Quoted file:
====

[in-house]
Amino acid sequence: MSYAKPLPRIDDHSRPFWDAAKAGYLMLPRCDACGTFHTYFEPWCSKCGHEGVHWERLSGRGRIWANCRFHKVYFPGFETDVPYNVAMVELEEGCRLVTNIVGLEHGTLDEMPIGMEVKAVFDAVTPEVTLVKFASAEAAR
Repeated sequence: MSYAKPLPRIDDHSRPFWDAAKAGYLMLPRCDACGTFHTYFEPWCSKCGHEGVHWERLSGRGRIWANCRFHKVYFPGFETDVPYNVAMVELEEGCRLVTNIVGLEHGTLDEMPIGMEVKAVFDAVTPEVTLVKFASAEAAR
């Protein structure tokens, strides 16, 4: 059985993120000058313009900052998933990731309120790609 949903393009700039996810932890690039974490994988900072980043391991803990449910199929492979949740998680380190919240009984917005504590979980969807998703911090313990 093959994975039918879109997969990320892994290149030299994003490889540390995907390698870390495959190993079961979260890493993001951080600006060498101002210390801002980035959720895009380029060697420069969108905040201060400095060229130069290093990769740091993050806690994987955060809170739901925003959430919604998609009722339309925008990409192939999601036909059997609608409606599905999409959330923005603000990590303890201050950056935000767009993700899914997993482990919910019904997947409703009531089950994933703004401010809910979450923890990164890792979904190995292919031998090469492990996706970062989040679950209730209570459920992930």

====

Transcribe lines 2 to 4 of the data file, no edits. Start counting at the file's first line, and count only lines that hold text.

Amino acid sequence: MSYAKPLPRIDDHSRPFWDAAKAGYLMLPRCDACGTFHTYFEPWCSKCGHEGVHWERLSGRGRIWANCRFHKVYFPGFETDVPYNVAMVELEEGCRLVTNIVGLEHGTLDEMPIGMEVKAVFDAVTPEVTLVKFASAEAAR
Repeated sequence: MSYAKPLPRIDDHSRPFWDAAKAGYLMLPRCDACGTFHTYFEPWCSKCGHEGVHWERLSGRGRIWANCRFHKVYFPGFETDVPYNVAMVELEEGCRLVTNIVGLEHGTLDEMPIGMEVKAVFDAVTPEVTLVKFASAEAAR
């Protein structure tokens, strides 16, 4: 059985993120000058313009900052998933990731309120790609 949903393009700039996810932890690039974490994988900072980043391991803990449910199929492979949740998680380190919240009984917005504590979980969807998703911090313990 093959994975039918879109997969990320892994290149030299994003490889540390995907390698870390495959190993079961979260890493993001951080600006060498101002210390801002980035959720895009380029060697420069969108905040201060400095060229130069290093990769740091993050806690994987955060809170739901925003959430919604998609009722339309925008990409192939999601036909059997609608409606599905999409959330923005603000990590303890201050950056935000767009993700899914997993482990919910019904997947409703009531089950994933703004401010809910979450923890990164890792979904190995292919031998090469492990996706970062989040679950209730209570459920992930």